This is where it gets interesting. This concept of “waiting upon the Lord” comes from a Hebrew root (qavah) which means: to wait or look eagerly for, to linger for. It is a word born out of desire.
Thus, those who look eagerly for and linger for the heart’s desire of the Lord to be met will, themselves, experience renewal, provision, strength and stamina. Put that together with David’s desire to see that the heart of the Lord was ministered to, and you begin to understand “the Key of David.” You begin to see the emphasis of “the crown” in the letter to Philadelphia.
This brings us back to the prophecy of Amos. Notice, again, that the Lord isn’t saying that He will rebuild the Temple of Solomon, despite the fact that that temple had the expanded praise and worship David had ordered and ordained before he turned the throne over to Solomon. Praise and worship on a continuous basis came out of the heart’s desire of David to minister to the Lord. God was David’s focus. Pleasing and fulfilling Him was David’s pursuit.
Watch. Notice the condition of Israel when Amos prophesies.
Amos 9:8-15: Behold, the eyes of the Lord GOD are upon the sinful kingdom, and I will destroy it from off the face of the earth; saving that I will not utterly destroy the house of Jacob, saith the LORD. For, lo, I will command, and I will sift the house of Israel among all nations, like as corn is sifted in a sieve, yet shall not the least grain fall upon the earth. All the sinners of my people shall die by the sword, which say, The evil shall not overtake nor prevent us.
In that day will I raise up the tabernacle of David that is fallen, and close up the breaches thereof; and I will raise up his ruins, and I will build it as in the days of old: That they may possess the remnant of Edom, and of all the heathen, which are called by my name, saith the LORD that doeth this.
Behold, the days come, saith the LORD, that the plowman shall overtake the reaper, and the treader of grapes him that soweth seed; and the mountains shall drop sweet wine, and all the hills shall melt. And I will bring again the captivity of my people of Israel, and they shall build the waste cities, and inhabit them; and they shall plant vineyards, and drink the wine thereof; they shall also make gardens, and eat the fruit of them. And I will plant them upon their land, and they shall no more be pulled up out of their land which I have given them, saith the LORD thy God.
You see what happens, don’t you, when the Tabernacle of David is restored? The same rulership returns that existed with David. The same prosperity returns to the land that existed when 24 hours of praise and worship went forth. What you have is the picture of a people whose focus and pursuit is the heart of the Lord being fulfilled.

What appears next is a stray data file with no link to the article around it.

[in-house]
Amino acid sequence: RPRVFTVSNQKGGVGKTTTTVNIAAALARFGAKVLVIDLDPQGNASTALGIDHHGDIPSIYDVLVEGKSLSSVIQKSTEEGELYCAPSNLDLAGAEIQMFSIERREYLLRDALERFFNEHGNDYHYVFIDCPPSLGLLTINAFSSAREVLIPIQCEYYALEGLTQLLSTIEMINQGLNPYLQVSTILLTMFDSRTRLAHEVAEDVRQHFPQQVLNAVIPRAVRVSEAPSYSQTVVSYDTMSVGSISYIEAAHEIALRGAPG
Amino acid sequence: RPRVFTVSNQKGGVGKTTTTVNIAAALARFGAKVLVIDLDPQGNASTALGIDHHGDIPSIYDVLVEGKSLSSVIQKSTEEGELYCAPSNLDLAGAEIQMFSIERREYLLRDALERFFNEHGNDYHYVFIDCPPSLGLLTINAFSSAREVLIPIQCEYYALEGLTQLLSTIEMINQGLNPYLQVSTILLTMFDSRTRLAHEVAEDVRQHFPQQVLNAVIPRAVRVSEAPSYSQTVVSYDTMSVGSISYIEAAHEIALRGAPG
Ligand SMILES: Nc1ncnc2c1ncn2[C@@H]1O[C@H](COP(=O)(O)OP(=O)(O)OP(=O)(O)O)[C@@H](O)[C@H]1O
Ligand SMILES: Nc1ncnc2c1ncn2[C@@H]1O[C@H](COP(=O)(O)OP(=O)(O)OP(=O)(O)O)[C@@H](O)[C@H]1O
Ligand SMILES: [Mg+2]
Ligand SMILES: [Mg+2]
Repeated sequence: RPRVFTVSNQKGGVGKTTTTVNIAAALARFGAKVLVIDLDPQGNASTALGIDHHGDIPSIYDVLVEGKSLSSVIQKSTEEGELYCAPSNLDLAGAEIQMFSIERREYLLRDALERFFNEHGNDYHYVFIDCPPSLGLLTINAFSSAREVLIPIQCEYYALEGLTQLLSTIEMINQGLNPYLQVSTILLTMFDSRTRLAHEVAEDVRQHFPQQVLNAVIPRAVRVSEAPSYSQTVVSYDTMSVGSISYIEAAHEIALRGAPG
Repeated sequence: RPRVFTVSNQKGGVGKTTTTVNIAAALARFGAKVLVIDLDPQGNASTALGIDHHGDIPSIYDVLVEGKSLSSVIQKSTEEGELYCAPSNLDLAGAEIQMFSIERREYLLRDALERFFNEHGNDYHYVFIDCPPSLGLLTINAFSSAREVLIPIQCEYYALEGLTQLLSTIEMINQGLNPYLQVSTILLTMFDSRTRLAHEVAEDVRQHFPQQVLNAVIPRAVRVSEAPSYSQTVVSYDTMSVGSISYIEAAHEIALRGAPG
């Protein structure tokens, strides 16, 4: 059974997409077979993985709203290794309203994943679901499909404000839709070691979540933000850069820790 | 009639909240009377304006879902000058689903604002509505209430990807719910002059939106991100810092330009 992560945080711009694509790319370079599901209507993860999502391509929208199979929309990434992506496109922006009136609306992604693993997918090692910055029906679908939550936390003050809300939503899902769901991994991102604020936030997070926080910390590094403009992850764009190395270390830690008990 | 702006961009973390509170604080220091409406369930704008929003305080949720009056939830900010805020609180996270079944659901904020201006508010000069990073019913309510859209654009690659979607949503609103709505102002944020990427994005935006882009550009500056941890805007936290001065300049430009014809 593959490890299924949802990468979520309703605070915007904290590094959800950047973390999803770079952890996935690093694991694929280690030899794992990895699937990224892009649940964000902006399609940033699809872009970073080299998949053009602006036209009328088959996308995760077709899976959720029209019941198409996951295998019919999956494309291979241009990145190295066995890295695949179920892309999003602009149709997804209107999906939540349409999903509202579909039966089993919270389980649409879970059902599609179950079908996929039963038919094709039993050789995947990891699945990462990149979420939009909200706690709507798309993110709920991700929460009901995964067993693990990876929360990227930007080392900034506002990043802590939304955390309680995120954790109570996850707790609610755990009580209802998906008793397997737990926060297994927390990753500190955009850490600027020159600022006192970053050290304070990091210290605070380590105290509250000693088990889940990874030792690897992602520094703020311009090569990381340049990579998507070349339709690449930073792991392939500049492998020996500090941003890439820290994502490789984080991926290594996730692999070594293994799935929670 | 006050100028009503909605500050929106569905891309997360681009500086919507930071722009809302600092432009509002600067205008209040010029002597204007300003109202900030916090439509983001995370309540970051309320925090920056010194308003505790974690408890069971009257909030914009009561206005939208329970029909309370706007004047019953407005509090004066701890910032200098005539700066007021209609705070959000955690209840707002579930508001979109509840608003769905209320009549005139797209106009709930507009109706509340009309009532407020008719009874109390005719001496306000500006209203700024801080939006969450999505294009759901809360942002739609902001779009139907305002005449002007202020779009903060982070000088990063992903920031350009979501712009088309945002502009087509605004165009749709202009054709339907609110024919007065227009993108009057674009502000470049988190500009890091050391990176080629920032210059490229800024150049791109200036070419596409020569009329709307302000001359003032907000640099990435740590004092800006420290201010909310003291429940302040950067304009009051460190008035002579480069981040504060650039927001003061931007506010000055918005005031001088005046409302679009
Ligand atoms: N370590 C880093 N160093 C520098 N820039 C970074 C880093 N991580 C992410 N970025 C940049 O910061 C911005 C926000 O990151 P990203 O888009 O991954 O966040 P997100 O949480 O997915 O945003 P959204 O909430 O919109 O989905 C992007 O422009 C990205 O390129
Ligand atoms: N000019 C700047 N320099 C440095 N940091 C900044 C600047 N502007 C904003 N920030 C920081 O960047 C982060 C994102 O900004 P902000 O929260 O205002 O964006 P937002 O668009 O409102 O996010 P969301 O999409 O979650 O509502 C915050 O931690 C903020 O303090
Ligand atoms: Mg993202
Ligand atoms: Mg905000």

Now we see the promise to the Ekklesia in Philadelphia because their heart’s desire is the heart of the Lord being completed and fulfilled. Before we go there, take one more look at Isaiah’s prophecy concerning the Tabernacle of David.
Isaiah 16:5: And in mercy shall the throne be established: and He shall sit upon it in truth in the tabernacle of David, judging, and seeking judgment, and hasting righteousness. (emphasis, mine)
When Isaiah begins this particular prophecy, he opens up with a revealing statement, and it makes clear the “He” in verse 5 is the Lamb. Take a look.
Isaiah 16:1: Send ye the Lamb to the ruler of the land from Sela to the wilderness, unto the mount of the daughter of Zion. (emphasis, mine)
Notice where the Lamb is sent: to the “mount of the daughter of Zion.” Isaiah frequently uses this phraseology to describe the difference between Israel as a whole, and the place of the Bride — or the Tabernacle of David. Whenever you see Isaiah use this phrase, “the daughter of Zion,” he is referring to that core of overcoming people who represent the Bride of Christ.
In case you are missing out on real fellowship in an environment of Ekklesia, our Sunday worship gatherings are available by conference call – usually at about 10:45AM Pacific. That conference number is (712) 770-4160, and the access code is 308640#. We are now making these gatherings available by Skype. If you wish to participate by video on Skype, my Skype ID is regner.capener. If you miss the live voice call, you can dial (712) 770-4169, enter the same access code and listen in later. The video call, of course, is not recorded – not yet, anyway.
Blessings on you!